STATUS OF ‘TENNESSEE WALTZ’ DEFENDANTS
Sen. Kathryn Bowers, D-Memphis — Awaiting trial William Cotton — Reports to prison Monday after a jury convicted him on two counts Sen. Ward Crutchfield, D-Chattanooga — Awaiting trial Former Sen. Roscoe Dixon, D-Memphis — Trial under way Former Sen. John Ford, D-Memphis — Awaiting trial Shelby County Commissioner Michael Hooks — Awaiting trial Charles Love — Pleaded guilty, awaiting sentencing Barry Myers — Pleaded guilty, awaiting sentencing Former Rep. Chris Newton, R-Cleveland — Pleaded guilty, now serving a year and a day prison sentence
Former Hamilton County Commissioner William Cotton is scheduled this week to become the second Tennessee Waltz defendant to begin serving prison time on federal extortion charges.
Mr. Cotton, 58, is scheduled to report Monday to Edgefield Federal Correctional Institution in Edgefield, S.C., where he will serve three years.
A federal jury in February convicted Mr. Cotton of conspiracy to commit extortion and attempt to commit extortion for taking $4,500 in bribes to support a resolution in the County Commission beneficial to an undercover FBI company, E-Cycle Management.
Efforts to reach Mr. Cotton last week were unsuccessful. The Edgefield Federal Correctional Institution is a mediumsecurity facility for male inmates, but prison officials said Mr. Cotton likely will be housed at an adjacent "satellite camp" for minimum-security prisoners.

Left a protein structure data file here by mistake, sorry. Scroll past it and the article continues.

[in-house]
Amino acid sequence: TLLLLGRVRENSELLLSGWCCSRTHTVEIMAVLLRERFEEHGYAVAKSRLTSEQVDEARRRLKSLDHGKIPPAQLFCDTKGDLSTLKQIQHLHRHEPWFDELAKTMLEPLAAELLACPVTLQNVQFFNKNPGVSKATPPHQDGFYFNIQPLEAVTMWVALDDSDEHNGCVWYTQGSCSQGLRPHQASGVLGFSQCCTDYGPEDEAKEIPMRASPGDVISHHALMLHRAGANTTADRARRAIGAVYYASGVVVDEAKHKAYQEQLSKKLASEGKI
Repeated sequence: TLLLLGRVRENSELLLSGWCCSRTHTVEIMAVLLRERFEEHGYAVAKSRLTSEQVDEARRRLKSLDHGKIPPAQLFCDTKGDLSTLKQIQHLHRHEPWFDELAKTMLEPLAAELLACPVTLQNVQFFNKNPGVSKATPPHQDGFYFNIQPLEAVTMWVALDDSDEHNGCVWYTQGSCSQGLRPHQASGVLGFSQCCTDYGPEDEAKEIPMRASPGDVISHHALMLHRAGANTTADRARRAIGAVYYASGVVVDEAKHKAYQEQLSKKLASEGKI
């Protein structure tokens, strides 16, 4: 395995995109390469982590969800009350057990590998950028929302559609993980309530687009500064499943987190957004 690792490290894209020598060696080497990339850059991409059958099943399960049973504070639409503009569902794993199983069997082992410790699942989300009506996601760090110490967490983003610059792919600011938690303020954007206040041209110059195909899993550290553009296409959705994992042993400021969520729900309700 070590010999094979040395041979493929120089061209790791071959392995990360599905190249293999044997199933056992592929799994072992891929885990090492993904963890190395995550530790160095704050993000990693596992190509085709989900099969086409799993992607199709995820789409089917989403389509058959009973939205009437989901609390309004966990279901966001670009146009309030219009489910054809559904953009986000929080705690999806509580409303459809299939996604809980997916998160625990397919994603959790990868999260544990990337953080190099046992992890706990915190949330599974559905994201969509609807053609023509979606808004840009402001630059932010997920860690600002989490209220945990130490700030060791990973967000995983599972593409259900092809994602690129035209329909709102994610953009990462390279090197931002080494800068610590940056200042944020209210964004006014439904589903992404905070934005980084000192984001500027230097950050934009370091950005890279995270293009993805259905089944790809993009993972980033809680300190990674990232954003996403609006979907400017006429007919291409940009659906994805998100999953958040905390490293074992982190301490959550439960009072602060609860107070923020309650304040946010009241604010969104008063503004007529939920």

Prisoners at the Edgefield Satellite Camp often provide inmate labor to the main institution or to off-site work programs, according to the U.S. Bureau of Prisons.
Weekly prison population counts indicate the main prison at Edgefield is home to about 1,500 inmates, while the satellite camp houses about 550.
The federal prison system does not offer parole, meaning Mr. Cotton will be required to serve his entire sentence. However, Mr. Cotton could receive a 15 percent sentence reduction for good behavior, which means he could be released more than five months before his three-year term expires.
Once released from prison, Mr. Cotton will be on supervised release for an additional three years. He must pay $9,500 in restitution and is forbidden from incurring any new debt or holding a position of public trust unless he gets permission from the court.
Others charged in the FBI investigation include state Sen. Ward Crutchfield, D-Chattanooga; state Sen. Kathryn Bowers, D-Memphis; former state Sen. John Ford, D-Memphis; and Shelby County Commission Chairman Michael Hooks Sr., who all are awaiting trial.
Former Sen. Roscoe Dixon, D-Memphis, is on trial on extortion charges in Memphis.
Former Hamilton County Board of Education member Charles Love and Memphis political activist Barry Myers have pleaded guilty to acting as "bagmen" for the undercover company and delivering the bribe payments to various public officials. They are awaiting sentencing.
Former state Rep. Chris Newton pleaded guilty in August to extortion charges and in April began serving a yearlong prison sentence at a minimum security facility in Atlanta.